If I’m looking for a property for my client, I start with the MLS. If your property isn’t in the MLS, then perhaps you aren’t really a REALTOR, in which case, I’m not so sure I want to do business with you, unless choosing not to do so isn’t in the best interest of my client.

    If I want specific information in this day and age, I go to the feed. I don’t rely on e-mail for anything more than specific, targeted communication designed to respond to the recipient’s previous request for information. If I send out any blanket e-mails, I always provide a way for the recipient to opt out.

    RSS Feeds solve the problem of receiving crap in the inbox. When I want information about an area, I subscribe to the feed. When I want to know if someone posts a comment on this comment thread, I subscribe to the feed. I don’t mark the “send me an e-mail every time someone posts” checkbox on anything as long as there is a feed to monitor. That way, my feed reader can keep track of what I have and have not read, and I don’t have to fill up my mailbox with absolute useless junk.

    I was recently added to some e-flyer database and I began receiving those idiotic flyers and I hadn’t initiated contact with the company to begin with. GRRRRR! No bueno.

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Business Marketing

Use the ‘Blemish Effect’ to skyrocket your sales

(MARKETING) The Blemish Effect dictates that small, adjacent flaws in a product can make it that much more interesting—is perfection out?

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blemish effect

Presenting a product or service in its most immaculate, polished state has been the strategy for virtually all organizations, and overselling items with known flaws is a practice as old as time. According to marketing researchers, however, this approach may not be the only way to achieve optimal results due to something known as the “Blemish Effect.”

The Blemish Effect isn’t quite the inverse of the perfectionist product pitch; rather, it builds on the theory that small problems with a product or service can actually throw into relief its good qualities. For example, a small scratch on the back of an otherwise pristine iPhone might draw one’s eye to the glossy finish, while an objectively perfect housing might not be appreciated in the same way.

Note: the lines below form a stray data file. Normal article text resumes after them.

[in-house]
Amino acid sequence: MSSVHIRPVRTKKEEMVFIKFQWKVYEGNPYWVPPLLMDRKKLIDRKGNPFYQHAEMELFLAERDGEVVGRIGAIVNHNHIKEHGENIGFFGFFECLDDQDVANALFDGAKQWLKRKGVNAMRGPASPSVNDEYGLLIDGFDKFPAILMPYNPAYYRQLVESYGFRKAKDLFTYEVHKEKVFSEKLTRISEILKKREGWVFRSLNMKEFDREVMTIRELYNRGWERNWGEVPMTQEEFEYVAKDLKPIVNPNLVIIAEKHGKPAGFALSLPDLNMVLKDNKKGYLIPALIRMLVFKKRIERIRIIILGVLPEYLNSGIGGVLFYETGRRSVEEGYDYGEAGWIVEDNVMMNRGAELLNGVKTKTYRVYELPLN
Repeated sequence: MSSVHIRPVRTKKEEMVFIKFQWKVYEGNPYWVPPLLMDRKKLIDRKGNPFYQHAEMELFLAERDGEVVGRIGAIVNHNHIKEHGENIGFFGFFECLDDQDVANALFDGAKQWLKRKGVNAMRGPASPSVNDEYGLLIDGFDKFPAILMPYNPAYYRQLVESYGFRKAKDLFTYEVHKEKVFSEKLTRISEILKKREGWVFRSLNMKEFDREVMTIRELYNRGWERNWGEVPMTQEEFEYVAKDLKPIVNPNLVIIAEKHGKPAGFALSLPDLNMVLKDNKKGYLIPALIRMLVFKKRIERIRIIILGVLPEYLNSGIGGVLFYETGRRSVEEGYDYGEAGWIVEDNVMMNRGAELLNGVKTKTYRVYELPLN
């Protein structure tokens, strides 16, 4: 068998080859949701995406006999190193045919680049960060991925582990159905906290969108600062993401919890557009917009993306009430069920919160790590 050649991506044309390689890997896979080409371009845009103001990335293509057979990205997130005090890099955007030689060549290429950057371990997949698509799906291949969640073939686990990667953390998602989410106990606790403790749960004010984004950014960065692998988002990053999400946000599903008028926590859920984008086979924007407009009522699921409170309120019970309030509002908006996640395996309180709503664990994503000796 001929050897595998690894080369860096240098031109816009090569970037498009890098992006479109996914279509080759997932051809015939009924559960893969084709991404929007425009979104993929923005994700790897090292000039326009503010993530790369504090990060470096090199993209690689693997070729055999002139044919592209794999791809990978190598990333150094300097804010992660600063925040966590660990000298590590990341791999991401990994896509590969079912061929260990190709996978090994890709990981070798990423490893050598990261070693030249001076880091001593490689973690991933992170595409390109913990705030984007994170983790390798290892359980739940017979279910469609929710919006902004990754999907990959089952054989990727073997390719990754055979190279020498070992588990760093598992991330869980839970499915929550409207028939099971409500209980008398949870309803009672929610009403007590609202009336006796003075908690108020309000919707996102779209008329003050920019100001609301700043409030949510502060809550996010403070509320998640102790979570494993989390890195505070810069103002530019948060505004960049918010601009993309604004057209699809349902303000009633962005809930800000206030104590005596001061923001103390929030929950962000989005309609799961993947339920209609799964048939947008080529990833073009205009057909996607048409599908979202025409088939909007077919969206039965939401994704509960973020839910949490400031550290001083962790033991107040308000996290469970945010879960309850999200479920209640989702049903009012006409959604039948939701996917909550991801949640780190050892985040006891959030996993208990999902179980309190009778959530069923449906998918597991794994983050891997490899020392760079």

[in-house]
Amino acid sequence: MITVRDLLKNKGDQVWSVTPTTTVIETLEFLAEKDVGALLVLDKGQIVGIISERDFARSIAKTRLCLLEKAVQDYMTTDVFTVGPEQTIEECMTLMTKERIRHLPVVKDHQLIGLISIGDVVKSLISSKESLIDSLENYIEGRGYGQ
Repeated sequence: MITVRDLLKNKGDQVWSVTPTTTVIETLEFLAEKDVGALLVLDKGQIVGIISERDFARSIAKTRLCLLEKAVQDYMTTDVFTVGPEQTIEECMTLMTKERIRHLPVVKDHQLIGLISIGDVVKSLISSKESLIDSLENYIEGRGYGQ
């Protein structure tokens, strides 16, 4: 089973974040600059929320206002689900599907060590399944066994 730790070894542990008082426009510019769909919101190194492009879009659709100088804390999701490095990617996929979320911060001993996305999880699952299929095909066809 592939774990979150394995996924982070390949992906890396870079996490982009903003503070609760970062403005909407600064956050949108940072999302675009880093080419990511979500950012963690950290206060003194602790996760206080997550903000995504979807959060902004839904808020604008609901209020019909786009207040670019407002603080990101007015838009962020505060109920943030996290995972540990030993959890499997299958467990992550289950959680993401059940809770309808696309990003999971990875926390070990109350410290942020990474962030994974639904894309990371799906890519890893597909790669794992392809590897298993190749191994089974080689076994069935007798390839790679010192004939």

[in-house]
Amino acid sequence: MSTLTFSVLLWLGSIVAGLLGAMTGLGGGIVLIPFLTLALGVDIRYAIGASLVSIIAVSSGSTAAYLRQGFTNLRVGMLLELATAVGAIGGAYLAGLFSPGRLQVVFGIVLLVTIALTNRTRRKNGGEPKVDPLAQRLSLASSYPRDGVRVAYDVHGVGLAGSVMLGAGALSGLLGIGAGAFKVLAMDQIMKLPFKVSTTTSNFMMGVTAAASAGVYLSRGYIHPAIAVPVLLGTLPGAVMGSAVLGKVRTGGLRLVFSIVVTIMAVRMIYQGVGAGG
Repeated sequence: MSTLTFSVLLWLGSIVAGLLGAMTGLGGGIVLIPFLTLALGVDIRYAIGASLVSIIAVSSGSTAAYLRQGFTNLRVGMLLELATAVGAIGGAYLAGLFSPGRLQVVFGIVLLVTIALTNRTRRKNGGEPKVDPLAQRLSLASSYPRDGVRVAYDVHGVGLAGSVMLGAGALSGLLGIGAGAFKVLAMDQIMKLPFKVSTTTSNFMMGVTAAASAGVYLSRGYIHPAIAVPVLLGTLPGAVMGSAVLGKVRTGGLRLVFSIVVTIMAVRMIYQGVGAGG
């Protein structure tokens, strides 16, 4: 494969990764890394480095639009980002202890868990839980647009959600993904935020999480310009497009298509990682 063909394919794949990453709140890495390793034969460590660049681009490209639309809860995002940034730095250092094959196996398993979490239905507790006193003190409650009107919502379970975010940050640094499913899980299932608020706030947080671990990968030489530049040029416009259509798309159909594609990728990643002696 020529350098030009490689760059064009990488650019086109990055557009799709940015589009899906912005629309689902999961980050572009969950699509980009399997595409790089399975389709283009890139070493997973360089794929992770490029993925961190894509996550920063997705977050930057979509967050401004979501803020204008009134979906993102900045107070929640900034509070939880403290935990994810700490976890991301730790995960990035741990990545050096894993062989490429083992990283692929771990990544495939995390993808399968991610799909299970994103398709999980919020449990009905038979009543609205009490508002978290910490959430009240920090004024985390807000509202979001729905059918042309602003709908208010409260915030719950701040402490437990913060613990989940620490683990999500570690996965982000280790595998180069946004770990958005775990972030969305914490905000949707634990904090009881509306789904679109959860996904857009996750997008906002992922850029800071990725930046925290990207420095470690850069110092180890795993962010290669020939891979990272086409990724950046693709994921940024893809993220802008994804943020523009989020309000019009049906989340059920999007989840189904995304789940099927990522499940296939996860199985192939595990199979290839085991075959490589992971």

The same goes for mildly bad press or a customer’s pros and cons list. If someone has absolutely no complaints or desires for whatever you’re marketing, the end result can look flat and lacking in nuance. Having the slightest bit of longing associated with an aspect (or lack thereof) of your business means that you have room to grow, which can be tantalizing for the eager consumer.

A Stanford study indicates that small doses of mildly negative information may actually strengthen a consumer’s positive impression of a product or service. Interesting.

Another beneficial aspect of the Blemish Effect is that it helps consumers focus their negativity. “Too good to be true” often means exactly that, and we’re eager to criticize where possible. If your product or service has a noticeable flaw which doesn’t harm the item’s use, your audience might settle for lamenting the minor flaw and favoring the rest of the product rather than looking for problems which don’t exist.

This concept also applies to expectation management. Absent an obvious blemish, it can be all to easy for consumers to envision your product or service on an unattainable level.

When they’re invariably disappointed that their unrealistic expectations weren’t fulfilled, your reputation might take a hit, or consumers might lose interest after the initial wave.

The takeaway is that consumers trust transparency, so in describing your offering, tossing in a negative boosts the perception that you’re being honest and transparent, so a graphic artist could note that while their skills are superior and their pricing reasonable, they take their time with intricate projects. The time expectation is a potentially negative aspect of their service, but expressing anything negative improves sales as it builds trust.

It should be noted that the Blemish Effect applies to minor impairments in cosmetic or adjacent qualities, not in the product or service itself. Delivering an item which is inherently flawed won’t make anyone happy.

In an age where less truly is more, the Blemish Effect stands to dictate a new wave of honesty in marketing.

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Business Marketing

Google Chrome will no longer allow premium extensions

(MARKETING) In banning extension payments through their own platform, Google addresses a compelling, if self-created, issue on Chrome.

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Google Chrome open on a laptop on a organized desk.

Google has cracked down on various practices over the past couple of years, but their most recent target—the Google Chrome extensions store—has a few folks scratching their heads.